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4. Delightful task! to rear the tender thought,
To teach the young idea how to shoot,

the fresh instruction o'er the mind,
To breathe the enlivening spirit, and to fix
The generous purpose in the glowing breast!

5. Gather the rose-buds while ye may, Old time is still a-flying,

THOMSON'S Seasons.

And that same flower that blooms to-day,
To-morrow shall be dying.

6. Something of youth I in old age approve ;
But more the marks of age in youth I love.
Who this observes may in his body find
Decrepit age, but never in his mind.



7. Intemperate youth, by sad experience found, Ends in an age imperfect and unsound.


8. Youth is ever apt to judge in haste,

And lose the medium in the wild extreme.


9. Young men soon give and soon forget affronts; Old age is slow in both.


10. Happy the school-boy! did he know his bliss,
"T were ill exchang'd for all the dazzling gems
That gaily sparkle in ambition's eye:

His are the joys of nature, his the smile,
The cherub smile of innocence and health,
Sorrow unknown, or, if a tear be shed,

He wipes it soon.


11. By sports like these are all their cares beguil❜d; The sports of children satisfy the child.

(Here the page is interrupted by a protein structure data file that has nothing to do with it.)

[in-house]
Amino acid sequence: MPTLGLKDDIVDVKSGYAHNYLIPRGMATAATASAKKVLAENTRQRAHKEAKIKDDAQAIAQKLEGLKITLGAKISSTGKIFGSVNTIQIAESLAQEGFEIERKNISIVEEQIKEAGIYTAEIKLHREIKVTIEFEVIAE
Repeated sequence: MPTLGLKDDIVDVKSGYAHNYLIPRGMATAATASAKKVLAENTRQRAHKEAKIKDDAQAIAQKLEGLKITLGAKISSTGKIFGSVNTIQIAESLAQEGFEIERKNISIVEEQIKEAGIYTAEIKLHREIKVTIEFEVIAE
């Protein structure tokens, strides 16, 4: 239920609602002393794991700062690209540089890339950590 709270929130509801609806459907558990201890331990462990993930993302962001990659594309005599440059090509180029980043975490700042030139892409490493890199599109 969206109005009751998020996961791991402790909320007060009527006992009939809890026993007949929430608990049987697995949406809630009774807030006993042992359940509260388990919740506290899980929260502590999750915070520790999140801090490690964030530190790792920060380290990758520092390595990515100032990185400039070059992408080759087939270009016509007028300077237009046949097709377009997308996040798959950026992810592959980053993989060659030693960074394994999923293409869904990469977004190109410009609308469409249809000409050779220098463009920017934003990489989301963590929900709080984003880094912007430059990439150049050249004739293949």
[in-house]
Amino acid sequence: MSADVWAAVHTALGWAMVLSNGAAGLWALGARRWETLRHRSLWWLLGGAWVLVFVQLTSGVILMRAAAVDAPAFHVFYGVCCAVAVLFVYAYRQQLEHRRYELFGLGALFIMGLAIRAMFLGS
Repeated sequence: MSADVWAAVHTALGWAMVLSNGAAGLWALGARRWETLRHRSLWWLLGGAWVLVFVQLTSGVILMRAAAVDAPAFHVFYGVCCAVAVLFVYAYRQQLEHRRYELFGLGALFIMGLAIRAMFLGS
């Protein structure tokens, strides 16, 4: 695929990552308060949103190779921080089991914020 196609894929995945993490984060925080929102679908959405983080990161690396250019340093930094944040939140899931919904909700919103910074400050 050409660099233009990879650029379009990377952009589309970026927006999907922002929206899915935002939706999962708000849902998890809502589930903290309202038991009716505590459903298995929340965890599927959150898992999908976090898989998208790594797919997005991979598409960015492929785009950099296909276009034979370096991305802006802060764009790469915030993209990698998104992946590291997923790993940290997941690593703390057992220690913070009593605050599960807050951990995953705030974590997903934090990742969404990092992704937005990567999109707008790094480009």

12. The tear down childhood's cheek that flows,
Is like the dew-drop on the rose;
When next the summer breeze comes by,
And waves the bush, the flower is dry.

SCOTT's Rokeby.

13. There still are many rainbows in your sky,
But mine are vanish'd. All, when life is new,
Commence with feelings warm and prospects high,
Bnt Time strips our illusions of their hue.

BYRON'S Don Juan.

14. A lovely being, scarcely form'd or moulded, A rose with all its sweetest leaves yet folded.


BYRON'S Don Juan.

Sweet be thy cradled slumbers! O'er the sea
And from the mountains where I now respire,
Fain would I waft such blessings upon thee,
As with a sigh I deem'd thou mightst have been to me.

BYRON'S Childe Harold.

16. The helpless look of blooming infancy.

BYRON'S Childe Harold.

17. Full swells the deep pure fountain of young life.

BYRON'S Childe Harold.

18. Oh mirth and innocence! Oh milk and water! Ye happy mixtures of more happy days!

BYRON'S Beppo.

19. A little curly-headed good-for-nothing,
And mischief-making monkey from his birth.


The babe,

BYRON'S Don Juan.

Who, capable of no articulate sound,
Mars all things with his imitative lisp.


21. Thine was the shout! the song! the burst of joy!
Which sweet from childhood's rosy lip resoundeth ;
Thine was the eager spirit nought could cloy,
And the glad heart from which all grief reboundeth.

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22. The young! Oh! what should wandering fancy bring,
In life's first spring-time, but the thoughts of spring?—
World without winter, blooming amaranth bowers,
Garlands of brightness, wreath'd from changeless flowers?
MRS. NORTON's Dream.

23. It lay upon its mother's breast, a thing

Bright as a dew-drop when it first descends,
Or as the plumage of an angel's wing,
Where every tint of rainbow beauty blends.


24. I sported in my tender mother's arms,